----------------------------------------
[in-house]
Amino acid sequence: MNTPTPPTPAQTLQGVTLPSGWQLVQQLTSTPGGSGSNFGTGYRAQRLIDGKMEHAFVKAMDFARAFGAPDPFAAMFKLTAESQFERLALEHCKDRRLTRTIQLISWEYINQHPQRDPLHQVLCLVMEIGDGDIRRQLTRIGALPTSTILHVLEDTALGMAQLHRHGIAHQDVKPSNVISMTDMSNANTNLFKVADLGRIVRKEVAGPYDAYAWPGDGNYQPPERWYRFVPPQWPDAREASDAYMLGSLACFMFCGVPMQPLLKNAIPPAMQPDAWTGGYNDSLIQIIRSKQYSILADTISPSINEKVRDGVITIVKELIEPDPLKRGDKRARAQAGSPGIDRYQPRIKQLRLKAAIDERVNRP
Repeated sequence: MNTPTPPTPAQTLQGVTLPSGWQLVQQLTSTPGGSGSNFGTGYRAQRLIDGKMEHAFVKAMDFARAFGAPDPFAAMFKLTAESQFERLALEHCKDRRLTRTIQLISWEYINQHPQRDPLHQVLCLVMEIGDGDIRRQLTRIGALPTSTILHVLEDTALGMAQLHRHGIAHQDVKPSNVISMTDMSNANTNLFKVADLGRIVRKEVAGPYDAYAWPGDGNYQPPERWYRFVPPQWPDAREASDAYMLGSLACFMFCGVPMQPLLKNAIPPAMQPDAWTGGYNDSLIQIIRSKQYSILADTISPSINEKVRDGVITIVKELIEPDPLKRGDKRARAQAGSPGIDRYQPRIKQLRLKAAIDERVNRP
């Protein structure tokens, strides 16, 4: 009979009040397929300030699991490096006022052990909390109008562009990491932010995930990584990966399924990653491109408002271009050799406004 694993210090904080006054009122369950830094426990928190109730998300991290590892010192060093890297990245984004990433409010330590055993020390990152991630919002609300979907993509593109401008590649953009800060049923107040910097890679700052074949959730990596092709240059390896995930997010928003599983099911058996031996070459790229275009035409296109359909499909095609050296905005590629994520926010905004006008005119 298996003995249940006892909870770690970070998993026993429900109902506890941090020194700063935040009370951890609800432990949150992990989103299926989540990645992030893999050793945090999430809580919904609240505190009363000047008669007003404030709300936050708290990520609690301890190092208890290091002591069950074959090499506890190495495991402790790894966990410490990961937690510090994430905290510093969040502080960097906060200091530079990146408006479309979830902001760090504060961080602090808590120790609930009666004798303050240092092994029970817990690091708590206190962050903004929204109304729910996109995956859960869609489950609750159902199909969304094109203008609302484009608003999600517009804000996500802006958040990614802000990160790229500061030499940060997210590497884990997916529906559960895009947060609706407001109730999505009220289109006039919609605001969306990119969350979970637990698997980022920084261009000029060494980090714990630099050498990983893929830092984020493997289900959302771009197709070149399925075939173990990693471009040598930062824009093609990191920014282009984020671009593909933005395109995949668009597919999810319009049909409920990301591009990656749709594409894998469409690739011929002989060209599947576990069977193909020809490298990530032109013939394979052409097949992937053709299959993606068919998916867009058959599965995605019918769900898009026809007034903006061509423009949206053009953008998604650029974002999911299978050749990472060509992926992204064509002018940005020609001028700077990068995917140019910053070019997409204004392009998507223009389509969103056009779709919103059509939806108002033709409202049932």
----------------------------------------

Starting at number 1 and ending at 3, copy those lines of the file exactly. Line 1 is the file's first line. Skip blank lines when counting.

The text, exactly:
[in-house]
Amino acid sequence: MNTPTPPTPAQTLQGVTLPSGWQLVQQLTSTPGGSGSNFGTGYRAQRLIDGKMEHAFVKAMDFARAFGAPDPFAAMFKLTAESQFERLALEHCKDRRLTRTIQLISWEYINQHPQRDPLHQVLCLVMEIGDGDIRRQLTRIGALPTSTILHVLEDTALGMAQLHRHGIAHQDVKPSNVISMTDMSNANTNLFKVADLGRIVRKEVAGPYDAYAWPGDGNYQPPERWYRFVPPQWPDAREASDAYMLGSLACFMFCGVPMQPLLKNAIPPAMQPDAWTGGYNDSLIQIIRSKQYSILADTISPSINEKVRDGVITIVKELIEPDPLKRGDKRARAQAGSPGIDRYQPRIKQLRLKAAIDERVNRP
Repeated sequence: MNTPTPPTPAQTLQGVTLPSGWQLVQQLTSTPGGSGSNFGTGYRAQRLIDGKMEHAFVKAMDFARAFGAPDPFAAMFKLTAESQFERLALEHCKDRRLTRTIQLISWEYINQHPQRDPLHQVLCLVMEIGDGDIRRQLTRIGALPTSTILHVLEDTALGMAQLHRHGIAHQDVKPSNVISMTDMSNANTNLFKVADLGRIVRKEVAGPYDAYAWPGDGNYQPPERWYRFVPPQWPDAREASDAYMLGSLACFMFCGVPMQPLLKNAIPPAMQPDAWTGGYNDSLIQIIRSKQYSILADTISPSINEKVRDGVITIVKELIEPDPLKRGDKRARAQAGSPGIDRYQPRIKQLRLKAAIDERVNRP